Alice: Otherlands (2015)
Review by Richard Eisenbeis
American McGee’s Alice is easily one of my favorite twisted re-imaginings of classic literature, so when I saw there was a Kickstarter for Alice short films, I pitched in without a second thought. However, even with my nostalgia turned up high, the final products are a mixed bag to say the least.
The first short, Leviathan, shows an encounter between Alice and legendary author Jules Verne inside the latter's own mind. As the two travel through the worlds of some of the author’s most famous titles, they have a debate about the natures of science, inspiration, and the darkness to be found in the human heart.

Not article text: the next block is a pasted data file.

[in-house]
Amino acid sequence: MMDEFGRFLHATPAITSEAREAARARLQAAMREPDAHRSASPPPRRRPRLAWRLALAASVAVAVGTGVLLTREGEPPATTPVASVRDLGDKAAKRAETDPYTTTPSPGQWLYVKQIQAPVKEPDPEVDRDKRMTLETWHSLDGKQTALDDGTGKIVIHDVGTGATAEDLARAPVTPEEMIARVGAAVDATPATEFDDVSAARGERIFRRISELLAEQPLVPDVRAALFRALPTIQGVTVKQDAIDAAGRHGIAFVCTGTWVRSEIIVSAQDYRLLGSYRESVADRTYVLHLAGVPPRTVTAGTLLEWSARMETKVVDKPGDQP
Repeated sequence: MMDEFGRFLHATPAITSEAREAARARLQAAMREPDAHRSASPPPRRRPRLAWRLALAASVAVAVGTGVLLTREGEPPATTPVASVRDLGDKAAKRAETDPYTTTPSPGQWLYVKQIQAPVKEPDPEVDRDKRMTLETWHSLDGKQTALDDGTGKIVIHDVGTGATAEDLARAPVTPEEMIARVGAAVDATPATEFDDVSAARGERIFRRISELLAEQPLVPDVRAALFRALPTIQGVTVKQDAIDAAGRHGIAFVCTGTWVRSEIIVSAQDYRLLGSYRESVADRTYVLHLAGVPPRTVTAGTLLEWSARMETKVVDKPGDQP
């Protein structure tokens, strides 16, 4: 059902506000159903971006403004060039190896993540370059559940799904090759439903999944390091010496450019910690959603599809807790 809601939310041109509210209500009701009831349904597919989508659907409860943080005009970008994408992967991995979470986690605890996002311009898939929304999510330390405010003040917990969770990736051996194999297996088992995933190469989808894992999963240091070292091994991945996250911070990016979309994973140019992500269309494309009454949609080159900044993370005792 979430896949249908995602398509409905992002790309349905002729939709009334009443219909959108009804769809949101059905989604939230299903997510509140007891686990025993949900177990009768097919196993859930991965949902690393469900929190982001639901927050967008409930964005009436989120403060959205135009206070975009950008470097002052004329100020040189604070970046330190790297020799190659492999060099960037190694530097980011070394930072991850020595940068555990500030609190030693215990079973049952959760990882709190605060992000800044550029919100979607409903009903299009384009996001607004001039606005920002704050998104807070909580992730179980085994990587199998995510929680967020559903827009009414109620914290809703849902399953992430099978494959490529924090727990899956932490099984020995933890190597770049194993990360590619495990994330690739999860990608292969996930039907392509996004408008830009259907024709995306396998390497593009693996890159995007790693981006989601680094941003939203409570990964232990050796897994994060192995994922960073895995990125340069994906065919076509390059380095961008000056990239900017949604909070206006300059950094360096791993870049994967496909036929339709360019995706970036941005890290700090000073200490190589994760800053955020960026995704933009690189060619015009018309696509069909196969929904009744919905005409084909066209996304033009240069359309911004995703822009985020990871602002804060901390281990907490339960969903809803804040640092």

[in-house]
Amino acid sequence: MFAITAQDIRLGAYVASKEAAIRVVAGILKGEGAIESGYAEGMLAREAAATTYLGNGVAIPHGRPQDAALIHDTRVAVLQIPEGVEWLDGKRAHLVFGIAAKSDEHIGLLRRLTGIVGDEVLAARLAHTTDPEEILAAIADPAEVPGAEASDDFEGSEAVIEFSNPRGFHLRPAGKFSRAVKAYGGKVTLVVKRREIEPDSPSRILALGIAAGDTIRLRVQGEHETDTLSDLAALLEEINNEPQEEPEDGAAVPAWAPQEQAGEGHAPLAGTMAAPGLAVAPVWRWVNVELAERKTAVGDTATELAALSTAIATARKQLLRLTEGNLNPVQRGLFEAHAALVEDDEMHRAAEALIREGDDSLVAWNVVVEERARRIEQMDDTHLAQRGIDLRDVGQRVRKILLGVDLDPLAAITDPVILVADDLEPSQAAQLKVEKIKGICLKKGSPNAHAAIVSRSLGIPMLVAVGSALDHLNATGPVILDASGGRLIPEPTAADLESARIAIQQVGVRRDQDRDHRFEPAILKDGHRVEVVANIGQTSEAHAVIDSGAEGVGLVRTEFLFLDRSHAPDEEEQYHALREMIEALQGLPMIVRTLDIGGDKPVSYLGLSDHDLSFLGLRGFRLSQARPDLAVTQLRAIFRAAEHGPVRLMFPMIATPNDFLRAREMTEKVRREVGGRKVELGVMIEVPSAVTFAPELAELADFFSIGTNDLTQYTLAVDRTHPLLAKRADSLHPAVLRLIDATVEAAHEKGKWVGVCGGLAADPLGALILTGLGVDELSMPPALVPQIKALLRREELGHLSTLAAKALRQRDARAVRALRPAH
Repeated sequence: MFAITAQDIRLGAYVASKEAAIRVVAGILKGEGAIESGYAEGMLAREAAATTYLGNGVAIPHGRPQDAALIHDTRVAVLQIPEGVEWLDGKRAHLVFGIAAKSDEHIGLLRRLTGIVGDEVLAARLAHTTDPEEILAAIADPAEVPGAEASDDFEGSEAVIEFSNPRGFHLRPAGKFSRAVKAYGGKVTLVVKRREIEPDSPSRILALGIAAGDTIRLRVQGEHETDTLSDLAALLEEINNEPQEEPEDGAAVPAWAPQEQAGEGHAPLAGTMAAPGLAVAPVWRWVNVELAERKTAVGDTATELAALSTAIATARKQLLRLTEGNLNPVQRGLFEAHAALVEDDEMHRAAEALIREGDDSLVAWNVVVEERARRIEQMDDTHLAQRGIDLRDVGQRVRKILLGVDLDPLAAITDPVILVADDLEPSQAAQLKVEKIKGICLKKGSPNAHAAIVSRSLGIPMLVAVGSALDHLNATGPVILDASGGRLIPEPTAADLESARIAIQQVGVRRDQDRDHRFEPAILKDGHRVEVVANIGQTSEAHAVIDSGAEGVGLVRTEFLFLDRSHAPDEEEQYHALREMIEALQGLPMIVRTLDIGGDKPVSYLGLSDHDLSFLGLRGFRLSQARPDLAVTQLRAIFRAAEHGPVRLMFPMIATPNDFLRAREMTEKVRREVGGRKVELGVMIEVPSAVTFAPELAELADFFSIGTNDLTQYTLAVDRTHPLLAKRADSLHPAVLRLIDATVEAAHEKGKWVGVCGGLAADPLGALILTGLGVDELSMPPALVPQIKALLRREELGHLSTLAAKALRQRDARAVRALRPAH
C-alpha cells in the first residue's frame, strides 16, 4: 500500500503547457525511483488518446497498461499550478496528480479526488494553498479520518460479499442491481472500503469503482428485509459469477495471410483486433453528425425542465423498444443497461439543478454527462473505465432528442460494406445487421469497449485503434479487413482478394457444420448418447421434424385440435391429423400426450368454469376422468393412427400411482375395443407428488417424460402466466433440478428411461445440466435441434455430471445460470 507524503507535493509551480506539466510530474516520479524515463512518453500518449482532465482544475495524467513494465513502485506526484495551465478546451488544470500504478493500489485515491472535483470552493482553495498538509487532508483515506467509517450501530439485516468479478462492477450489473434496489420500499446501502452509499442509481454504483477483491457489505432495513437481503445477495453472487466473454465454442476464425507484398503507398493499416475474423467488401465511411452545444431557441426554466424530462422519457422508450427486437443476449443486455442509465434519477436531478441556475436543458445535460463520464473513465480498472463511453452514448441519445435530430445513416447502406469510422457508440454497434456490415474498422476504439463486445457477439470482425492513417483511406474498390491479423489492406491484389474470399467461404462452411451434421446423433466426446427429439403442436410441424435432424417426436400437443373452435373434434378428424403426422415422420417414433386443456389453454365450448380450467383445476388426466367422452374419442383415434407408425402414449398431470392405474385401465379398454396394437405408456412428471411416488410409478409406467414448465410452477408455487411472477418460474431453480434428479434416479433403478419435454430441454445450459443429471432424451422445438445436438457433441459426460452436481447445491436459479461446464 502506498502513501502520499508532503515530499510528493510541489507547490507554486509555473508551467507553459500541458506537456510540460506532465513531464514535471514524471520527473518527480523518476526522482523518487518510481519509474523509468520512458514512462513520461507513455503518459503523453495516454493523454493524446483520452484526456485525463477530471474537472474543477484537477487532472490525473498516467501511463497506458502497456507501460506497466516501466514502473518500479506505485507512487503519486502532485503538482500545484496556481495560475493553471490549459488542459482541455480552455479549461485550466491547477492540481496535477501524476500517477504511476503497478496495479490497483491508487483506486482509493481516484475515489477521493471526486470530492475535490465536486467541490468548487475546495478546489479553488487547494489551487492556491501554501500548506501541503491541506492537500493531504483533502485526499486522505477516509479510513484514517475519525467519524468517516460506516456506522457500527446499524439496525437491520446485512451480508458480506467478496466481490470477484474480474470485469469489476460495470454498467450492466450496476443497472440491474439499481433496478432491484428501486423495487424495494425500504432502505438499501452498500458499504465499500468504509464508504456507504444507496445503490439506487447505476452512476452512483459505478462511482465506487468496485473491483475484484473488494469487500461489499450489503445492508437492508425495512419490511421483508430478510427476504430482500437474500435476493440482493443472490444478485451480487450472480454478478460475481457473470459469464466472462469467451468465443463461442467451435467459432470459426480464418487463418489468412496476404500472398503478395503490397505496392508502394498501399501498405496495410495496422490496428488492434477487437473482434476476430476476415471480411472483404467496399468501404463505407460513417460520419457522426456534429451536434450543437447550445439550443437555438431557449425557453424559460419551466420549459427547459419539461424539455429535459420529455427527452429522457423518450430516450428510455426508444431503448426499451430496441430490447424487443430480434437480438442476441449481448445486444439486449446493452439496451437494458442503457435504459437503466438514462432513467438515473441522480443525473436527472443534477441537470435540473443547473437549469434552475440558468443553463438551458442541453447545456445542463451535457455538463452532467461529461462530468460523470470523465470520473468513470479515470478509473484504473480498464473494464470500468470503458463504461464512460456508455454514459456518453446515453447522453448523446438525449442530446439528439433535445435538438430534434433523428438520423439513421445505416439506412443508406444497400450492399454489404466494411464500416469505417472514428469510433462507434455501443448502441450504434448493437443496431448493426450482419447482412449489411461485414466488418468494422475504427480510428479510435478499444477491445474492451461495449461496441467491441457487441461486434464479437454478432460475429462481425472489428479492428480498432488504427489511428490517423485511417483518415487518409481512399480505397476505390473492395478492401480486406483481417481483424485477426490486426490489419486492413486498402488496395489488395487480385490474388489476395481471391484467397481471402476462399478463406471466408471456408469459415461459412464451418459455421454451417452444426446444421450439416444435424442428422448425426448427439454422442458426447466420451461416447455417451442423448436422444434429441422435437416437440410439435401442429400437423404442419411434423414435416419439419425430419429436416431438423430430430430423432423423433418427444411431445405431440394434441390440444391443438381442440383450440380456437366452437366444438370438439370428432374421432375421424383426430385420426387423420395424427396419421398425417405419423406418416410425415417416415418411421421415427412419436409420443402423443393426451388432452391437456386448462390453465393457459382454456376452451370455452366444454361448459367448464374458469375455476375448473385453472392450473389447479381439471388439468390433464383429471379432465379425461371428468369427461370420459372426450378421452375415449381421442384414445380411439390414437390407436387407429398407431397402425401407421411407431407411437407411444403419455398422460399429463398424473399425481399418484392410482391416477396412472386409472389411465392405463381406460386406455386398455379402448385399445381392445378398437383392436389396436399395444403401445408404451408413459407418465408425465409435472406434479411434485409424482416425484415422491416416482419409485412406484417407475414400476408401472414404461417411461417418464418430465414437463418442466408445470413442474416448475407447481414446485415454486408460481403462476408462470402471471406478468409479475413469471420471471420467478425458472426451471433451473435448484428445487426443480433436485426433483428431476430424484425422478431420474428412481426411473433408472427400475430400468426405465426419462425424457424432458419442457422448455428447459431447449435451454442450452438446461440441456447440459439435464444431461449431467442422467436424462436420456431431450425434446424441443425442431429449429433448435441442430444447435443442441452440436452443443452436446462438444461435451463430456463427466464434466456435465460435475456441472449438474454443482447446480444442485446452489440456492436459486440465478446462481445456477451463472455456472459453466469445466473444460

For an eight-minute short, Leviathan is absolutely packed with philosophical musings. Alice’s goal seems to be to get Verne to admit his greatest fear—mankind’s self-destruction via our own technology—and to understand how his visionary works could serve as either the inspiration to bring said fear to pass or to likewise prevent it.
For Alice herself, there are a few nice character moments. Her dry, sarcastic, yet polite demeanor is intact but under her knowing smile is more than a bit of worry for the darkness...